November 15 2013 08:39AM
It wasn’t long ago Mike Cammalleri wasn’t even able to grip a stick.
Now nearly everything that touches it seems to be finding the back of the net. After sitting out the first seven games of the regular season with a hand injury that also kept him sidelined through for most of the exhibition schedule, Cammalleri has been the team’s most consistent goal scorer.
He potted eight in his first 11 games, including four in three games before Thursday night’s ugly loss to the Dallas Stars. And even though his offensive contributions aren’t leading to many victories, Cammalleri’s hot hand has to have the Flames executives smiling upstairs.
Few teams were willing to make a serious offer for the 31-year-old winger this off-season when the Flames were open for business on the trade front, but you can bet a few of them have noticed what’s happening in Calgary and are flipping through the rolodex to find GM Jay Feaster’s number now.
The sniper has reason to grin as well, with his solid play coming in a contract year. Before the game against the Stars, Cammalleri wasn’t real interested in talking about all that, though. He gave his version of a verbal shrug as members of the local media asked him how it feels to be the hottest Flame and what it might mean for his future here — or somewhere else.
“There’s been no talk in that room about it,” he said. “I’ve got a young family, we’re pretty busy when we’re not playing. There’s been a lot of travel. I haven’t really had time to think about anything like that.”
What he means is shut up about it already.
Accepting that kind of attention has a way of ending hot streaks, annoying teammates, and making it seem as if he is motivated by things other than winning. Yes, his stock is rising, and the likelihood of him being traded earlier in the year rather than at the deadline is going up right along with it — if the right offer comes along.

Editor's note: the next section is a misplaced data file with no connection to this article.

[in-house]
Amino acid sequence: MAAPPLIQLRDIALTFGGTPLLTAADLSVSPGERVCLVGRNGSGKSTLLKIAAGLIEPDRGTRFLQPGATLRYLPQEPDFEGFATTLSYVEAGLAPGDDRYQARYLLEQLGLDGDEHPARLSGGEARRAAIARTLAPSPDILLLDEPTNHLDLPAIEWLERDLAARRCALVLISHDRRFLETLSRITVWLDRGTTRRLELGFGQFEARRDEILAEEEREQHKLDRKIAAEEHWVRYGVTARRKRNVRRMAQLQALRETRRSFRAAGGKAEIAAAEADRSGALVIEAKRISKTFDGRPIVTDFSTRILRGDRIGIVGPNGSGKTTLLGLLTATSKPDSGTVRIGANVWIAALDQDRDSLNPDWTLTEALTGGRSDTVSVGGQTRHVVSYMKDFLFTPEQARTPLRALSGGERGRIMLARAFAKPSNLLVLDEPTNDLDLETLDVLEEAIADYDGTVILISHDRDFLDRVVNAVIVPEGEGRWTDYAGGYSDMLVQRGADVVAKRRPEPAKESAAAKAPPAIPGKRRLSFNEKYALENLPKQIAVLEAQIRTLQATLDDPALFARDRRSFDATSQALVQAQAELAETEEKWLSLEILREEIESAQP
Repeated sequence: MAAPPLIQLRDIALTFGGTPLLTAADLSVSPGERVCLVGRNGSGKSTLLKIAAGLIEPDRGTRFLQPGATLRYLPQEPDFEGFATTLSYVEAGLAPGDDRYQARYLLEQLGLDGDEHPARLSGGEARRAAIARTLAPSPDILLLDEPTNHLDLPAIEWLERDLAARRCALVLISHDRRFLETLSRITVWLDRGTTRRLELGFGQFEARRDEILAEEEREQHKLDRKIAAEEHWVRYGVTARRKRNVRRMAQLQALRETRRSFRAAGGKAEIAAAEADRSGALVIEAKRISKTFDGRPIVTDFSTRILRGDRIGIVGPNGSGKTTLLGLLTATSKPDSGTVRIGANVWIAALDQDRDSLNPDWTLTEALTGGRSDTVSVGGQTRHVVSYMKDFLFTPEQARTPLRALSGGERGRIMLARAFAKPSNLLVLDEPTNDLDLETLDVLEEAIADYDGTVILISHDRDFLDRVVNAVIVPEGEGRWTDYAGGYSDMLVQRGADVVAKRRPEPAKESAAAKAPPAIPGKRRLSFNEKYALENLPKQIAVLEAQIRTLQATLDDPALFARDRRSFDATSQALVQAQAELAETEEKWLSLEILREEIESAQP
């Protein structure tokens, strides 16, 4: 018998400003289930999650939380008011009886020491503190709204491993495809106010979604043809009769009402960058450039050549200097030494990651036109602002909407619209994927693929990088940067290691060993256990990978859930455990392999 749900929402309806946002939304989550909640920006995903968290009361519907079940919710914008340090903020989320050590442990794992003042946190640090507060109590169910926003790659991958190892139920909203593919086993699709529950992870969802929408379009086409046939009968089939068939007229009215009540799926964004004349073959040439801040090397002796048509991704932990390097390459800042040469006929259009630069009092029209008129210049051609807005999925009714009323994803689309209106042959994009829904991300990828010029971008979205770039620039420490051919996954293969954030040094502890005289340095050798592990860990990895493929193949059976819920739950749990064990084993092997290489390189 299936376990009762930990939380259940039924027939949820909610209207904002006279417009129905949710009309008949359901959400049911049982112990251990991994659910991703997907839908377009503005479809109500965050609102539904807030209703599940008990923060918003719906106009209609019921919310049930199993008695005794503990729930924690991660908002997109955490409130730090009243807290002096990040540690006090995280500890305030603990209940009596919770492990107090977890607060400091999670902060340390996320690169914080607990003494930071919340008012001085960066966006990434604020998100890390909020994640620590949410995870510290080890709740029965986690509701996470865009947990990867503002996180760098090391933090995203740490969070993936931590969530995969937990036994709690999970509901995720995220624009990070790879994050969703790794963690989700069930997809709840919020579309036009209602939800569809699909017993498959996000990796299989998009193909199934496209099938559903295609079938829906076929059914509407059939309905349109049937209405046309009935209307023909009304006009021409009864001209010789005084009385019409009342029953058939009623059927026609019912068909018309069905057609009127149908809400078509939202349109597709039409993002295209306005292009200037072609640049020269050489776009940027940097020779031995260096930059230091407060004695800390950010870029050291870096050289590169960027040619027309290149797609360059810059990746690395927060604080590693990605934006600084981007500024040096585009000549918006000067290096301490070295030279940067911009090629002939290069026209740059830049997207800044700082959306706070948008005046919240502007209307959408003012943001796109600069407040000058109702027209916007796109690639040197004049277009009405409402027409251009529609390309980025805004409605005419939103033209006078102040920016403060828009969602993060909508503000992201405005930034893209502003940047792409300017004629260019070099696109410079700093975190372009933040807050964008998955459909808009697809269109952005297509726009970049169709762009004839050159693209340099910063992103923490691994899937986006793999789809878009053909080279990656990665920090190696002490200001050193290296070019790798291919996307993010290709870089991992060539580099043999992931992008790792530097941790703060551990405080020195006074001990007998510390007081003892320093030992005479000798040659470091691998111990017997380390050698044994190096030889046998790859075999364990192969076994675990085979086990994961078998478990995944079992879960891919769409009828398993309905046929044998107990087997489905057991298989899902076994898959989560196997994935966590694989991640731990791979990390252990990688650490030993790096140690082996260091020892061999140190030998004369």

Team will bide its time
The Flames aren’t in a hurry to make a move, but are always willing to listen. By the end of the calendar year, they will have identified which of the pending UFAs they hope to retain going forward. It’s a group that includes Matt Stajan, Lee Stempniak, Tim Jackman, Kris Russell, Chris Butler, and Derek Smith.
Stajan and Stempniak have proven to be good value players with leadership qualities, but neither is a natural goal-scorer like Cammalleri. That means the 30+ goal scorer would fetch more on the trade market for a team that will be looking to add additional pieces if (when?) making the playoffs is no longer a realistic possibility.
The Flames might also want to ask him if he’d be willing to stick around, and what kind of cash it would take to keep him. Unfortunately, it’s unlikely Cammalleri is interested in continuing down the path of this rebuild with his window to win a Stanley Cup dwindling and this possibly being his last chance to ink a lucrative deal with a contending team of his choosing. Plenty of them will be eyeing him if he continues to put the puck in the net regularly. His abilities have been questioned in recent years, but you can attribute his inconsistency to health issues, confidence variables, and the personal challenges of becoming a father.
He’s clearly still got the kind of shot coaches drool over, and a knack for finding room on the ice to unleash it. “He has that ability to shoot, with an unbelievable release,” said Flames coach Bob Hartley. “You can’t teach that.”
You can practise it, though. And Cammalleri did plenty of that growing up in southern Ontario with a net nestled in an unfinished basement where he spent hours firing pucks until it became almost effortless. It wasn’t so easy just a few weeks back, and for a guy who makes his living by leaning heavily on his stick, that hand injury was difficult for him to deal with.
“It was pretty concerning,” Cammalleri admitted. “It was one of those injuries I couldn’t really see the light at the end of the tunnel. It didn’t feel good at all, and then I had one day of puck handling. The next day I was able to shoot a bit, and then I was back in the lineup. It went from thinking, ‘Man, I can’t even really hold my stick properly,’ to playing — almost overnight.”
Apparently, there was very little rust to shake off.